Today, I would like to direct your attention to John Fea’s overview of American white evangelicalism’s history of entanglement with racism. Fea is Professor of American History at Messiah College in Grantham, Pennsylvania, where he has taught since 2002. His current book is Believe Me: The Evangelical Road to Donald Trump (Eerdmans, June 2018).
Here is the basic outline of Fea’s points in his blog post:
One: Fea begins with the missionary efforts of white churches in the South to help quell the threat they feared from black slave uprisings.
Two: Next, Southern ministers developed a biblical and theological defense of slavery based on what they saw as a literal, commonsense reading of the Bible.
Three: “Evangelicals thought that the South’s social order, and its identity as a Christian culture worthy of God’s blessing, was grounded in a proper reading of the Bible.” Thus, the Civil War was characterized as a battle between the faithful Christian slaveholders and the atheistic, progressive thinkers introducing modern concepts of freedom and rights for slaves.
Four: Southern evangelicals also feared the mixing of the races as the means by which the “white republic” might be overthrown.
Five: The Union victory and subsequent Constitutional amendments granting rights to blacks only reinforced Southern evangelical racism. Fea finds a classic example in the opposition to ordaining freedmen in the Southern Presbyterian Church.
Six: Northern fundamentalists did little to confront racism and failed to see how their approach to the Bible actually reinforced it. He also gives examples from the Tulsa Race Massacre (1921), the worst incident of racial violence in U.S. history, of how white ministers put the blame on black agitators and called for more law and order in its wake.
Seven: In the mid-20th century, evangelicals had a mixed record when it came to racial issues. But they were not particularly involved in the Civil Rights movement, and in fact, used it as a way of beginning to criticize what they saw as a more active federal government.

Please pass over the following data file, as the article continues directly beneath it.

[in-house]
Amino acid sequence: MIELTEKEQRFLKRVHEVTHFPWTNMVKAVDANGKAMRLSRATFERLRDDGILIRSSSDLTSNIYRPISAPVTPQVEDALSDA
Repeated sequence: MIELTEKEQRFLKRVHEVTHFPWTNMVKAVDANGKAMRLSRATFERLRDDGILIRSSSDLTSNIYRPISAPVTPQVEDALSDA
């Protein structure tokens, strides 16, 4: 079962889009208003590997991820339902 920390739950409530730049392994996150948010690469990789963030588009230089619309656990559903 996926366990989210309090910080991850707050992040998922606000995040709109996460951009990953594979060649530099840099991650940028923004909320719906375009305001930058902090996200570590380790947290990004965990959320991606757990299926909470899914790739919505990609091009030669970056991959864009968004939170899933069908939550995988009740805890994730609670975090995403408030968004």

Eight: “This relationship between race and evangelical opposition to ‘big government’ intervention into state and local affairs is best illustrated in the evangelical response to two Supreme Court cases. Green v. Connally (1972)… [and] Bob Jones v. United States.”
Nine: “Historian Randall Balmer contends that it was this fear of big-government interference as it related to desegregation of institutions like Bob Jones University and Falwell’s own Liberty Academy that prompted the formation of the Christian Right.”
Ten: Fast forward to 2017, when evangelical leaders such as Robert Jeffress who implicitly and explicitly approved President Trump’s statements of moral equivalency between white supremicists and those marching against racial inequality in Charlottesville.
One thing John Fea doesn’t mention, but which I think merits attention, is how the election and presidency of Barack Obama, a black man, mobilized and hardened the white evangelical and conservative communities against what they see as the evils of the “the Left.” Discomfort with Obama’s race can hardly be a coincidental factor in the backlash that became Trumpism. Whereas some of us saw the election of a black man as a happy confirmation of true American ideals and a sign of genuine progress, many saw it as something close to the final straw in an uprising to dismantle white America.
Fea concludes his brief but suggestive overview with this admonition:
It is time that white evangelicals take a hard look at its past and stop trying to “Make America Great Again.” It is time, as theologian Jurgen Moltmann once said, to “waken the dead and piece together what has been broken.” The operate word is reconciliation, not “renew,” “restore” or “reclaim.”